If at any point, anyone around the table has mentioned extended family, then it's a sign family ties probably do mean something. (There are other clues, but that's a big one.) If, then, you are not asked in turn about your extended family, that's a clear message. I hope it's obvious by now just how deep this impression cuts, and is meant to cut, if you're aware of this important part of the social formalities.



The problem, of course, is that when I meet someone, one of my first impulses is to ask, "where's your family from?" [ETA: this may be somewhat misleading, and read like it's a first-meeting question. May make more sense, if you're new the question/notion, by rephrasing that sentence as, "when I meet someone and have learned enough about them to know I want to keep the person as a good friend".] I dislike the notion that I can only ask this of third-generation Americans, or people visiting here (for whom the 'where are you really from' is a simpler question). There's too often, for me, a sense that if a new-met friend is recently-acculturated American/immigrant, that this question is off-limits because of the potential misunderstanding.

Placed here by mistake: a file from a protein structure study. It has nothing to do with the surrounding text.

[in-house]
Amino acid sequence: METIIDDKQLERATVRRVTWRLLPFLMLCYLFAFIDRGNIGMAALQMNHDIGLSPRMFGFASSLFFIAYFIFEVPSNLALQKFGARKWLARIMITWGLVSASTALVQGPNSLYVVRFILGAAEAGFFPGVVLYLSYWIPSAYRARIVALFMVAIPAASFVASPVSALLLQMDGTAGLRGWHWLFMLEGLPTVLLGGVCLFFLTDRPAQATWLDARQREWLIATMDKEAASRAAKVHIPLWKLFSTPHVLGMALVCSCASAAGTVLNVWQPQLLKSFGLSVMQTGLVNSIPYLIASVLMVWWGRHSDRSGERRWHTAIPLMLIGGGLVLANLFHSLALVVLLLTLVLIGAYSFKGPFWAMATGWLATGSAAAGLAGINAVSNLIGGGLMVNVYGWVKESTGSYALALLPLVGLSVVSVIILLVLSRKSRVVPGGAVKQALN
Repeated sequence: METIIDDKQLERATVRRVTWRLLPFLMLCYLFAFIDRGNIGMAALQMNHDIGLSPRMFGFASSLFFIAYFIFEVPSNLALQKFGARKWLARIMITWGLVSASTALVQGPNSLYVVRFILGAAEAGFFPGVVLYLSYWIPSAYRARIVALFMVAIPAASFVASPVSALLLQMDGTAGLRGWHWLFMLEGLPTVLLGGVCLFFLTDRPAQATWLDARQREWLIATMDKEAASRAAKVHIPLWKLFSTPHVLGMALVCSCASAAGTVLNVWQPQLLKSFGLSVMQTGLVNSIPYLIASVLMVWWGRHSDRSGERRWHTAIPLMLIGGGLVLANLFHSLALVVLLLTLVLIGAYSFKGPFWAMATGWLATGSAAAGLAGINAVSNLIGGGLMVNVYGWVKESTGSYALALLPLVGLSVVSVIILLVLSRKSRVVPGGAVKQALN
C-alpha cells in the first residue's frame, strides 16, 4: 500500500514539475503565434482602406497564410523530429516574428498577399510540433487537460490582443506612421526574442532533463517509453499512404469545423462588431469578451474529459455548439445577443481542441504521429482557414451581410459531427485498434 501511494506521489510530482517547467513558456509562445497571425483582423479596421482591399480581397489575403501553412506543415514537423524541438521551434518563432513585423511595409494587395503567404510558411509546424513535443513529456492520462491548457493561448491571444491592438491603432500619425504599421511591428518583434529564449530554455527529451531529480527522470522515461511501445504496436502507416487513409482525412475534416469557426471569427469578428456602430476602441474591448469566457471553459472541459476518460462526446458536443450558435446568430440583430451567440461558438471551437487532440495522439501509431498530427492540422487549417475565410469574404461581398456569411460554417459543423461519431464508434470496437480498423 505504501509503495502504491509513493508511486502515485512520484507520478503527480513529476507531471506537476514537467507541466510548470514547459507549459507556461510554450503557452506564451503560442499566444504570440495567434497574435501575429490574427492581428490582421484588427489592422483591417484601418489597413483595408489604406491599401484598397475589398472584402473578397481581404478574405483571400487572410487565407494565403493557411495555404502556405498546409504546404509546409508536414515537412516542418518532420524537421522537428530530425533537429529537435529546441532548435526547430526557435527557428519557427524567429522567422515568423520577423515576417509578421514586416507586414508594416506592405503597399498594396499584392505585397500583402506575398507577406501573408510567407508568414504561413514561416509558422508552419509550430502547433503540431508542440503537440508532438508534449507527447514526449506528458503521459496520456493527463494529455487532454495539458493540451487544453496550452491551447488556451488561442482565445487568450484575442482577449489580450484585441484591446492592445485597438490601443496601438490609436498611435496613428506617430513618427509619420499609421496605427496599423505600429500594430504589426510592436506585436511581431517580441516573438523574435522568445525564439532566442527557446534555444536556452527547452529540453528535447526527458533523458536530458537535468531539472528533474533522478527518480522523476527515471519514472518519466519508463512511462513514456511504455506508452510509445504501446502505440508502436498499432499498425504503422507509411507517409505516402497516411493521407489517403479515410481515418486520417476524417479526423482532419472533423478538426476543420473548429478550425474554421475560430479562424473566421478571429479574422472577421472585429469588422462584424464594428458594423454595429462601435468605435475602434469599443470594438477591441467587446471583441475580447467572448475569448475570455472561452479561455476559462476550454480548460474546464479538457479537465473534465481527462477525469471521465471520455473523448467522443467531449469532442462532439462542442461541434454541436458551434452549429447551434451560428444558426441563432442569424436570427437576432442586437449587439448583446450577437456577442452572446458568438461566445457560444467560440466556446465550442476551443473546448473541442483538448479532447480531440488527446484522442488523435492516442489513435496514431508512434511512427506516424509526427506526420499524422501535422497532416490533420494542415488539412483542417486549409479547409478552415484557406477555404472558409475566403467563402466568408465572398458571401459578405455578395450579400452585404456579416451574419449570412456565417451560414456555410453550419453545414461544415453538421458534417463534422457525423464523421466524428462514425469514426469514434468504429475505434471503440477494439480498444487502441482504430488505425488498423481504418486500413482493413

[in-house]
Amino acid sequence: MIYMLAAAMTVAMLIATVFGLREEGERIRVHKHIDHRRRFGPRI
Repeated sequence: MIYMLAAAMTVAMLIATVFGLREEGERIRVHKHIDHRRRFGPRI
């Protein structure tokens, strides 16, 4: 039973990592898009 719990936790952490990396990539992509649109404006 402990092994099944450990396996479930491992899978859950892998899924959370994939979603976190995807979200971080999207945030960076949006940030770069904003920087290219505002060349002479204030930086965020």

But it's important, and not just for the affirmation, but also because of the connection.

I've seen this in plenty of other Southerners, though we're not the only ones who do it -- discovering that someone has no family locally can be a fast-track to being adopted. Living somewhere with no family nearby is like, I don't know, lacking something significant. You can't possibly be expected to handle even everyday life, if you don't have family nearby! It's not quite enough to regard you with pity, though perhaps sometimes with a bit of the hairy eyeball, because family is such a pervasive element that not having it is almost... well, like you're borderline outcast. Since we can't have that, you are hereby adopted, and encouraged to join for holidays and treated as an honorary extra child, or new sibling, or visiting cousin.